Deeper than Mt. Everest is tall. That’s the deepest oil well in the world, and the find, by BP, is right here in the Gulf of Mexico. The Times-Picayune reports today that the Tiber Prospect, BP’s new well in the southwest Gulf, is 30,923 feet deep, and under 4,000 feet of water. The Tiber well is also expected to be one of the largest finds in the U.S., with the potential to match another BP Gulf of Mexico discovery, the Thunder Horse oil field, which produces 250,000 barrels of oil and 200 million cubic feet of natural gas per day.
While the find is great news, it will take years to develop, and require countless oil field workers. That’s even better news for southwest Louisiana’s service companies, which have begun belt tightening as the rig count drops. When Thunder Horse was developed in the 1990s, it helped drive every aspect of the service industry from fabricators to refineries. “The support industry for a project as big as this is huge,” Don Briggs, president of the Louisiana Oil and Gas Association, told the TP, and Tiber could be even bigger than Thunder Horse. The Atlantic’s Daniel Indiviglio concurs with Briggs. “I think the bigger news [than the find itself] is the optimism that this might create for future oil exploration,” he writes.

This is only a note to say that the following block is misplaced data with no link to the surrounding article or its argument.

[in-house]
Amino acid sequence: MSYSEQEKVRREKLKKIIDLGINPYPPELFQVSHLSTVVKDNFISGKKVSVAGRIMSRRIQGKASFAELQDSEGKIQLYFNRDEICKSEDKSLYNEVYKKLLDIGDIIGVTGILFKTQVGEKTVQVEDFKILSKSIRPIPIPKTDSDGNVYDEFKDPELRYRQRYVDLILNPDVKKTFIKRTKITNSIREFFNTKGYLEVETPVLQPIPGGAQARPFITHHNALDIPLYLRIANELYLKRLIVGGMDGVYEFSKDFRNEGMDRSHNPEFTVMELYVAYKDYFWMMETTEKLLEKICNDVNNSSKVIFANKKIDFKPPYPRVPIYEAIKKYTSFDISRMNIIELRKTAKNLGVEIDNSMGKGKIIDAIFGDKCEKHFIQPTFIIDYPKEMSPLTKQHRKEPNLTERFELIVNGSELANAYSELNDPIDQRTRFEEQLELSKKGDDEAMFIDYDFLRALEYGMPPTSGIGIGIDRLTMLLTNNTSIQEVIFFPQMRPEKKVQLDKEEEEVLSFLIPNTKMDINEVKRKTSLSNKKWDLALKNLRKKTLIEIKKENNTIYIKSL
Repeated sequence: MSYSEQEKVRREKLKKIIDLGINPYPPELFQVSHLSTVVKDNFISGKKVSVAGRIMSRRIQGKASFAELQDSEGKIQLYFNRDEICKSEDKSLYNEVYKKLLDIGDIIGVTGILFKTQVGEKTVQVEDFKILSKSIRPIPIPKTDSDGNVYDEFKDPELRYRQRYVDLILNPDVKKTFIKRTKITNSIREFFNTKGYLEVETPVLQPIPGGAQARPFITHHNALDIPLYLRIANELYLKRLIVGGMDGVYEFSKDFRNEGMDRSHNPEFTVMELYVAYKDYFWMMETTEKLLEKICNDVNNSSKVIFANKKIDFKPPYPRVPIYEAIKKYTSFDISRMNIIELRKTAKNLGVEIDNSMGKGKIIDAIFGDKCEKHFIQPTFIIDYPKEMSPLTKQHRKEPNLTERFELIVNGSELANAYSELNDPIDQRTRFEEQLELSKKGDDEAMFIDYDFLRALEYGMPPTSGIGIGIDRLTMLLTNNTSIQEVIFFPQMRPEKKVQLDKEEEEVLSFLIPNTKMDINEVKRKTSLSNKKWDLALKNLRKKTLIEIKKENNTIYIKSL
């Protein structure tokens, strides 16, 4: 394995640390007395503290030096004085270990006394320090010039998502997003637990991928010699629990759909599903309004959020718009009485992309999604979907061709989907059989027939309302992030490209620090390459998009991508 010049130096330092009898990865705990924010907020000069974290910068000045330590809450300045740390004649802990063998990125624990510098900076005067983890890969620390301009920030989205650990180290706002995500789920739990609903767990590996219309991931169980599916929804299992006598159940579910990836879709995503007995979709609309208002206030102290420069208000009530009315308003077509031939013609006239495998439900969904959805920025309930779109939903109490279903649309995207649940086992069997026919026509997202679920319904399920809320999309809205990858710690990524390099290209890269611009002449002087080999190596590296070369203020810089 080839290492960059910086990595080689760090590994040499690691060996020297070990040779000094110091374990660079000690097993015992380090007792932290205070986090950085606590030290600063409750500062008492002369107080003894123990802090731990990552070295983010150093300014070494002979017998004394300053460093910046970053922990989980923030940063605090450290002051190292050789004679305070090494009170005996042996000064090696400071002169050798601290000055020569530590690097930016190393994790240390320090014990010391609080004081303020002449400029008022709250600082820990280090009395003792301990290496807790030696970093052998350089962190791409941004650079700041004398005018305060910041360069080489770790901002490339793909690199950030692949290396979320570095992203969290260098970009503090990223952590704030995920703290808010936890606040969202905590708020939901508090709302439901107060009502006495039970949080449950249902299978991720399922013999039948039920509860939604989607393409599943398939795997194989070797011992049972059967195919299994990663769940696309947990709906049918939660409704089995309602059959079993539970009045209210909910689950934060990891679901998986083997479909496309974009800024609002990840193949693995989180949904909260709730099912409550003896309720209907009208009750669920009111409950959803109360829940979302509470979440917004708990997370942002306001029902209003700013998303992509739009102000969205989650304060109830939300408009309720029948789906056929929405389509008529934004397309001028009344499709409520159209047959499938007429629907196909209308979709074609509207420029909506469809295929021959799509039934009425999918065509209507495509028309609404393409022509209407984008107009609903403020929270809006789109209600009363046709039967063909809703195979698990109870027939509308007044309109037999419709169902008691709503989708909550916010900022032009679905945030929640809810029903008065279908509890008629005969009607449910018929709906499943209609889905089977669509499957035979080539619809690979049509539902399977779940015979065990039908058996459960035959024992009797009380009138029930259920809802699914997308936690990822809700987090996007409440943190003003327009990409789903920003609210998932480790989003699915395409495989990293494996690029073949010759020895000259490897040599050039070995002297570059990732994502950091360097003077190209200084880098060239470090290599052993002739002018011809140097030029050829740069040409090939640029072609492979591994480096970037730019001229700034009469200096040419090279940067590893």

Frank’s Casing Crew, now doing business as Frank’s International, will make its final appearance on ABiz’s list of the Top 50 Privately Held Companies in Acadiana this year, and once again, it will likely be at the top with more than $1 billion in annual revenues. The 75-year-old company specializing in tubular fabrication and installation services to the oil and gas industry plans to go public this year.
The defeat, or rather highjacking of House Bill 420 in the final days of this year's Legislative Session, say Reps. Vincent Pierre and Terry Landry, is the result of the propaganda spread by one unidentified local media outlet and an unnamed former state Representative, but nothing to do with the original legislation's lack of checks, balances or details.
He’s a singer. A songwriter. A piano man. A family man. He’s even got his own Wikipedia entry. He’s David Egan. And he knows ancient secrets about the monolithic stones of Stonehenge that he’s not willing to share.